This went on for a full minute, with the French saleswoman refusing to budge, despite knowing that the poor flan-craving girl in front of her had no idea what was going on. Finally, she basically flung an apricot flan at the girl and sent her packing.

Sometimes, the French are just like that; they make things difficult just for the sake of being difficult. (Because when it’s not difficult, it’s boring).

Therefore, your happiness in Paris may come down to your ability to “manage” the French. Here are a few tips to keep in mind when things (or individuals) get prickly:

Paris Child Boy Smiling BirdsSmiling in Paris – if a child can do it, so can you. Alexandre Duret-Lutz
  1. Speak French. Even if you don’t speak French, learn some basic phrases and always lead with them. A little effort (no matter how poorly accented) can make all the difference between charming a Parisian and alienating one.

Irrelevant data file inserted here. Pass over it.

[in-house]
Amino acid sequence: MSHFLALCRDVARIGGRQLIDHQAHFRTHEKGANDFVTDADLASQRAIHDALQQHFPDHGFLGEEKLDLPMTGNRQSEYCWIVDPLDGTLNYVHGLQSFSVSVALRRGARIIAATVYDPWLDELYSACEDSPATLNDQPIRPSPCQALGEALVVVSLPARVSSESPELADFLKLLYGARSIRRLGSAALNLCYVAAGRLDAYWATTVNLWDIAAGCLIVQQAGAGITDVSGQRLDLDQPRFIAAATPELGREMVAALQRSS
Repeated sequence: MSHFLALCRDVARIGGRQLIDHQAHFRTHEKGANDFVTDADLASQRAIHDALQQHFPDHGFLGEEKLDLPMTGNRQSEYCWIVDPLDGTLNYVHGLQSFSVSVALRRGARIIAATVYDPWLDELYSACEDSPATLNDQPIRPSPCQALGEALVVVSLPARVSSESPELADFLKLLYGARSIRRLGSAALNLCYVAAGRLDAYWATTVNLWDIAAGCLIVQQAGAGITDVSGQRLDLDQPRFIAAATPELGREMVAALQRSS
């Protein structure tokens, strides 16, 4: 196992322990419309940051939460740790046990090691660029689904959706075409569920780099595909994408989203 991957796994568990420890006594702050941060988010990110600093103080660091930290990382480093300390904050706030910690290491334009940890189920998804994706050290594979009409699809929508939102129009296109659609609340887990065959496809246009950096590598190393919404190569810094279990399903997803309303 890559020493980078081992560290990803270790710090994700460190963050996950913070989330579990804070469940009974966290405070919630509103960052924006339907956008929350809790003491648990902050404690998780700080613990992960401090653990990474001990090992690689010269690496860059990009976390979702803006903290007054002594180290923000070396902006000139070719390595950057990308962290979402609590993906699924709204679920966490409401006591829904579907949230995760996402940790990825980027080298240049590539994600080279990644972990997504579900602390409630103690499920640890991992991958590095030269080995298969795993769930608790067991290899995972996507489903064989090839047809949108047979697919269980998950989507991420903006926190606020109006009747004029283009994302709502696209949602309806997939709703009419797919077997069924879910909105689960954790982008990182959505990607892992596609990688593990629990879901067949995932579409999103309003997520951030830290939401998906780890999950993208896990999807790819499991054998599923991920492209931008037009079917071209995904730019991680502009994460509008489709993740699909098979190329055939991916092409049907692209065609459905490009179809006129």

2. Try smiling. This may catch your average Parisian off-guard, which can work to your advantage.
  3. If the smile backfires, try scowling. (A well-executed scowl is tantamount to speaking French, anyway).
  4. Look like you know what you’re doing. If you’re in a store or a market, browse and buy with confidence. Appearing to have discerning tastes and conviction will earn you respect.
  5. Don’t take “no” for an answer. The French person’s default answer is usually “no,” even when they could just as easily say “yes.” Whether you’re requesting a restaurant reservation, a smaller (or, um, bigger) size, or the last table on the terrasse, don’t let an initial negative answer put you off. Persist (with polite assertiveness) and doors may just open.